Steve January 13, 2021

Starting last Spring the coronavirus pandemic kept me at home, encouraging me to watch webinars. Many webinars. Washington, D.C.’s gaggle of think tanks have filled online space with seemingly endless discussions of what to do about the world. With an emphasis on do.

Members of the infamous Blob, the Washington foreign policy establishment, bridle at criticism of their uniformity of views. Why, they insist, they argue about everything. Like whether we should sanction a country before bombing it. Whether the post-invasion occupation of a nation will require 50,000 or 100,000 troops.

Whether the U.S. should remove a government from power or merely create a “political process” that ensures its departure. Whether American officials should limit themselves to being hypocritical or whether it is okay for them to be sanctimonious as well. And whether rejecting just one of Washington’s righteous demands is a casus belli, or at least two denials are necessary.

Absolutely, there is an incredible diversity of views within the Blob.

In fact, the main disagreement is partisan. Democrats who voted for the Iraq war when it was popular conveniently noticed rising murder and mayhem along with dropping public approval, causing them to later realize that they had opposed the conflict all along. They hated the idea of new Middle Eastern wars – until Democratic President Barack Obama decided to double and triple down in Afghanistan, and join conflicts in Libya, Yemen, and Syria.

Of course, though Obama increased military outlays, launched several wars, and tried to run the world, Republicans were convinced he was a wimpy “isolationist” who allowed jihadists and communists to run wild all over the planet. But for Obama, in the GOP’s view, Mesopotamia would have returned to its status as the Garden of Eden. After all, George W. Bush was the beau ideal of a president, whose brilliantly conceived Iraq invasion was ruined by Obama, who was dumb enough to follow the Bush withdrawal timetable.

Then along came President Tweety McTreason. The only international issue he really seemed to care about was reversing Obama’s opening to Iran. After all, that is what the Saudi and Israeli governments wanted! Otherwise he complained about Democratic policies, only to follow them in practice – punish Russia no matter what, stay in Syria no matter what, stay in Afghanistan no matter what. And despite raucous, often insulting complaints, subsidize the defense of Europe, South Korea, and Japan no matter what. His only significant difference with the Blob was dealing with North Korea, and even in that case he still mimicked conventional wisdom by demanding immediate and complete denuclearization upfront.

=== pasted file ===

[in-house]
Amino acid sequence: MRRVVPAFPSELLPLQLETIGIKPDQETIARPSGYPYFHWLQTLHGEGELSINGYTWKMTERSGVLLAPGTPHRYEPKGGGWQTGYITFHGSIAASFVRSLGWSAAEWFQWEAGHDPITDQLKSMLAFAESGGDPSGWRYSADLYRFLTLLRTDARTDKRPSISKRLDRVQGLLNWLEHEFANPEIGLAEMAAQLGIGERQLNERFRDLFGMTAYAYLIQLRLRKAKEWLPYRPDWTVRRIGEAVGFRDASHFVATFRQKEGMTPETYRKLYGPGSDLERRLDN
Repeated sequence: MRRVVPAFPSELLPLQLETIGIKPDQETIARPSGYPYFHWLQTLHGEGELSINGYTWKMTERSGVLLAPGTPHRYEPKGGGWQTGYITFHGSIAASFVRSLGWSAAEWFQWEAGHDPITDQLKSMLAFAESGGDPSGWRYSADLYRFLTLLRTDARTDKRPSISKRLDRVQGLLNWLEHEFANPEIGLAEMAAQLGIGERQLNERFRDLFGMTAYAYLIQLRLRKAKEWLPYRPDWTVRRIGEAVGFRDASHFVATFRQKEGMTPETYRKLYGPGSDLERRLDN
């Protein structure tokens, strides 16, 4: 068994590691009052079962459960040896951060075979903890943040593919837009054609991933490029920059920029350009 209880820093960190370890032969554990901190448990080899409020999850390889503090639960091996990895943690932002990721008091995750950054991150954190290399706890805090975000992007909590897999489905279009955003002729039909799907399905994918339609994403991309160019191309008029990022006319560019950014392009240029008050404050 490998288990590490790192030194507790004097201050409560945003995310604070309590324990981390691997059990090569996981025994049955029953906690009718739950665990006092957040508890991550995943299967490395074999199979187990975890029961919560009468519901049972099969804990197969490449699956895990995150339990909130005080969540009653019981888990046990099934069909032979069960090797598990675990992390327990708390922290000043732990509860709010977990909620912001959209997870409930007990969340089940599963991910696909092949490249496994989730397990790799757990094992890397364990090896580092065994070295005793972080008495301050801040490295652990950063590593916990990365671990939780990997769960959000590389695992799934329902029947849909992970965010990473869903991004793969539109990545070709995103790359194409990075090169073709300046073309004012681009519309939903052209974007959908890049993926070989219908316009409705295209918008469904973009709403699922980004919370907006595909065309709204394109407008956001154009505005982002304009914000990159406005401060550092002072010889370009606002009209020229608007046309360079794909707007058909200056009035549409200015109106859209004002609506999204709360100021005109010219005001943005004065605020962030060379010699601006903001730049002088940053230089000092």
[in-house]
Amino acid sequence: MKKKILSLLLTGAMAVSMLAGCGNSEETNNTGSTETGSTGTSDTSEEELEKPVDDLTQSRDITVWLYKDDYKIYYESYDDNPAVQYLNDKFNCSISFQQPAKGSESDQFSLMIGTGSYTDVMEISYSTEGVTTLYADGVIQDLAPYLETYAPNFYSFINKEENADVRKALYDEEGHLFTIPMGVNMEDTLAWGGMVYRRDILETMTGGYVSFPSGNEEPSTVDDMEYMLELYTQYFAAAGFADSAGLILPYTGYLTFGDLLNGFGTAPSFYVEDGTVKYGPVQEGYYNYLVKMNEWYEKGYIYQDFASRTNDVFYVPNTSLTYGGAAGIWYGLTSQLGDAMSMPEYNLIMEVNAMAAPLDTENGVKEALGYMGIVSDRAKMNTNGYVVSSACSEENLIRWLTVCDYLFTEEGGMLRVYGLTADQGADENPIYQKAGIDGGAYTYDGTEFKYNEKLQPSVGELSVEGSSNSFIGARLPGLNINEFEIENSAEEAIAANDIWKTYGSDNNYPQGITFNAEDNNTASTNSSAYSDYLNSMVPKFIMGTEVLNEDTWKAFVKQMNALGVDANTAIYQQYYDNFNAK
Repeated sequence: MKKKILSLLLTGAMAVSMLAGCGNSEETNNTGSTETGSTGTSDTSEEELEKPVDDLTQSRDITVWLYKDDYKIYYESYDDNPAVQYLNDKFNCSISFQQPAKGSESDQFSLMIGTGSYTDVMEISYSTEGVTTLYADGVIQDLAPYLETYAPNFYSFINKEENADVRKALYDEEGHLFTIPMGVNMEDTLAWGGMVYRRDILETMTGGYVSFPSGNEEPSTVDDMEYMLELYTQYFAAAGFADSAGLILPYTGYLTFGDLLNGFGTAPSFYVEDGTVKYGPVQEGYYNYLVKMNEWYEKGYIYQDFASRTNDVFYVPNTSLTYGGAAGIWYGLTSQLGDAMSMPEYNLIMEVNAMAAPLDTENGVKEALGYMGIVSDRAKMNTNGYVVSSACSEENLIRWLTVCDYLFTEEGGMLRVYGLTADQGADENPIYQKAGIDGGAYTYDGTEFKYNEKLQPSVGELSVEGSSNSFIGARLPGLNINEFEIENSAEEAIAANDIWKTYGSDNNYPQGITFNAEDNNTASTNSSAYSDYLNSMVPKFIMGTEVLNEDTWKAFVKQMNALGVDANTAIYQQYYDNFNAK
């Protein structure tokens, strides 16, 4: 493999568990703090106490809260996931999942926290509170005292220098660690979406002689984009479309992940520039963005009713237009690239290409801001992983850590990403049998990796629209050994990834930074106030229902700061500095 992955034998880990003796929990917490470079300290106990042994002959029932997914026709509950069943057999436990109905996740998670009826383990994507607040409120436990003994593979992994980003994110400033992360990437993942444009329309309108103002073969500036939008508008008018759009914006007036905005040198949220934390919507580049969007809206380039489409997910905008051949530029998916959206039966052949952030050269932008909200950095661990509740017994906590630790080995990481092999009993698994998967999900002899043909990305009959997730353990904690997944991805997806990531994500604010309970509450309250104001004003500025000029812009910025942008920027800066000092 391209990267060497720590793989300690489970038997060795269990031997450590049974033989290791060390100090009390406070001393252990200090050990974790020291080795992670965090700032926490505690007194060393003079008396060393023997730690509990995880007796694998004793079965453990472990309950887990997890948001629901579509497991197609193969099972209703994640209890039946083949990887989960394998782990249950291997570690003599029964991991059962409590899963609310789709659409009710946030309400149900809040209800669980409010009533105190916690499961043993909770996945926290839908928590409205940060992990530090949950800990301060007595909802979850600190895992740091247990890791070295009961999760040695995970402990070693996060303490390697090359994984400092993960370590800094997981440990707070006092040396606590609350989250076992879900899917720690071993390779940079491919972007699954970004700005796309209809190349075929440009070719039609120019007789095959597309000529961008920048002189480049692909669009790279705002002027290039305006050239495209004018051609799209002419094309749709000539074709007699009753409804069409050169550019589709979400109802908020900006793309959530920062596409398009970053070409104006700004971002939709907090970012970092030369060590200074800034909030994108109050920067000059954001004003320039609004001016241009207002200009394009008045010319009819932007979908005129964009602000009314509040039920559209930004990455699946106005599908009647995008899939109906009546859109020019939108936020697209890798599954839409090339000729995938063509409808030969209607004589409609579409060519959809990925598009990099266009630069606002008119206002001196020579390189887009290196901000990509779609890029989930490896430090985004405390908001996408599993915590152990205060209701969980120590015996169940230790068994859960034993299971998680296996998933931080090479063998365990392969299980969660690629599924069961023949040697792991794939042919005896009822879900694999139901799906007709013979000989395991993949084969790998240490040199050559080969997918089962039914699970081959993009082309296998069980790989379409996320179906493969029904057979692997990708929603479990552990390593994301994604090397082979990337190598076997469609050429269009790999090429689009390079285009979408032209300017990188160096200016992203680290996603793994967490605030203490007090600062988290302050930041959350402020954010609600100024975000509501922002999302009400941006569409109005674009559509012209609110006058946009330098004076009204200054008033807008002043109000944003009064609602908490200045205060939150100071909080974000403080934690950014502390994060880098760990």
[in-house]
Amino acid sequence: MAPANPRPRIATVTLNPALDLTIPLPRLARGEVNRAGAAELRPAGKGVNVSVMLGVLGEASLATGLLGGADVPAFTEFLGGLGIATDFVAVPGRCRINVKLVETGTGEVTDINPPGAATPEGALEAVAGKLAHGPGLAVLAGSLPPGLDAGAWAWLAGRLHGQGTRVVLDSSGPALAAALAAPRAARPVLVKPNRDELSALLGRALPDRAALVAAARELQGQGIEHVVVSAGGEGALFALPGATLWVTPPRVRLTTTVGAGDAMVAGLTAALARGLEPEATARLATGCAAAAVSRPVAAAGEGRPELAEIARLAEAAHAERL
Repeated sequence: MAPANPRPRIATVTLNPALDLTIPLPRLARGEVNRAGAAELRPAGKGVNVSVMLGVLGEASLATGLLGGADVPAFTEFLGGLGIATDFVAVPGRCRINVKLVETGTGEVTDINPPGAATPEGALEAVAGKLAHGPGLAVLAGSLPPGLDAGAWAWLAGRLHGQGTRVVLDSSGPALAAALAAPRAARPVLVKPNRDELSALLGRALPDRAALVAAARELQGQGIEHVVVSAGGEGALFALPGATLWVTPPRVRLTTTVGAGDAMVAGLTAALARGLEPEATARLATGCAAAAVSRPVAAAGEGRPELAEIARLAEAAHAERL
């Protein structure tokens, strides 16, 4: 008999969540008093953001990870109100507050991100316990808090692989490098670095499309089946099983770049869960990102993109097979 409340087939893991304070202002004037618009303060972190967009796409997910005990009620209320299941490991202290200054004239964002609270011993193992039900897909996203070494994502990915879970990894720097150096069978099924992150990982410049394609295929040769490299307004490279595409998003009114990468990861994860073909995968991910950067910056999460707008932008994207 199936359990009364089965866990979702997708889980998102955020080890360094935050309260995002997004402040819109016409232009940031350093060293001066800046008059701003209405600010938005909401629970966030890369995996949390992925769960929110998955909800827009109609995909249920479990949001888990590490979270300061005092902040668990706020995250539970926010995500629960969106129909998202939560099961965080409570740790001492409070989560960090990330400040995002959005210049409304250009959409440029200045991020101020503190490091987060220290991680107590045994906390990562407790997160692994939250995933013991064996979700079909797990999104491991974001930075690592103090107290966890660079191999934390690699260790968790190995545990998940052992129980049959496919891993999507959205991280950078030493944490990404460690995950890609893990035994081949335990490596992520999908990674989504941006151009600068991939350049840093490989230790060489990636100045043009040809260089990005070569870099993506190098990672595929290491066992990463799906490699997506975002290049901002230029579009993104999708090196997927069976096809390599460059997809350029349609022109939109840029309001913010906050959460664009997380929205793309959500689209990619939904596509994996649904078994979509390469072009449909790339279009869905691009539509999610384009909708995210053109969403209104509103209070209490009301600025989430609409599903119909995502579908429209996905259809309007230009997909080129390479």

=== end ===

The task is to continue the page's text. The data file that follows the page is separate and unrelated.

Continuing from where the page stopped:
Yes, Washington features an astonishingly interesting and vibrant debate. How can we best intervene everywhere? What exactly should we demand from everyone? How quickly should we send in drones? When do we pretend to allow other nations to make their own decisions? Does exercising global leadership require bombing any government that doesn’t recognize America’s authority or merely sanctioning and threatening such nations?

Conservative GOP policymakers are the worst. Progressives at least pay lip service to the idea of consulting other nations. Right-wing hawks just want to destroy anyone and anything in their way. While genuflecting to the latest approved brutal strongman – like Mohammed bin Salman and Abdel Fattah al-Sisi – they treat every decision as a moral imperative to spread the blessings of liberty to the world. (When introducing his human rights initiative, Secretary of State Mike Pompeo enlisted the support of 56 other nations, 46 of which were only partly free or even not free, according to the group Freedom House. Apparently, he assumed that the more repressive the regime, such as Saudi Arabia, the better it understood what liberty was!)

There are a number of dangerous interventionist clichés. Anyone using them should be banned from policymaking for life.

America is an exceptional nation with unique responsibilities. Therefore,
whatever it does is justified, good, and for the benefit of mankind. Anyone
else doing the same thing is acting selfishly and for the detriment of mankind.
This view plays out in endless ways. Most important, because Americans are so
good, we are entitled to run the world, even bomb, invade, and occupy other
nations at will. As Madeleine Albright understood, Washington gets to decide
whether “the price is worth it” when it comes to killing hundreds
of thousands of foreigners. And if the US is attacked, like 9/11, it is because
we are so free, virtuous, and all around really sweet people – and certainly
not because of anything we did.

Spheres of influence are inappropriate. Except for the Monroe Doctrine.
Obviously, Washington is entitled to run the Western Hemisphere as a US territory.
Military action is sometimes necessary to discipline errant states which mistakenly
believe they are independent nations and thus are entitled to make their own
decisions. However, in its great wisdom Washington is entitled to be for autocracy
in the name of democracy whenever aiding dictatorships is thought to better
serve America’s interests. Which has been often over the years. None of these
principles apply to anyone else, of course.

Military aggression is an outrageous anachronism. Except when America
does it, like against Serbia and Iraq. And supporting Saudi Arabia and the United
Arab Emirates against Yemen. And joining civil wars in Libya and Syria. Moreover,
no US aggression is a precedent for anyone else. As other governments should
long ago have learned, only Washington gets to do whatever it wants irrespective
of what anyone else wants. Other governments are required to ask America for
permission to do the same.

Military force must be the foundation of diplomacy. Otherwise negotiations
might fail when other nations realize that they can refuse US dictates. Which
obviously is unacceptable since, as noted earlier, America is an exceptional
nation with unique responsibilities entitled to do anything that it wants. Indeed,
no country has the right to resist Washington’s demands, which reflect the mandate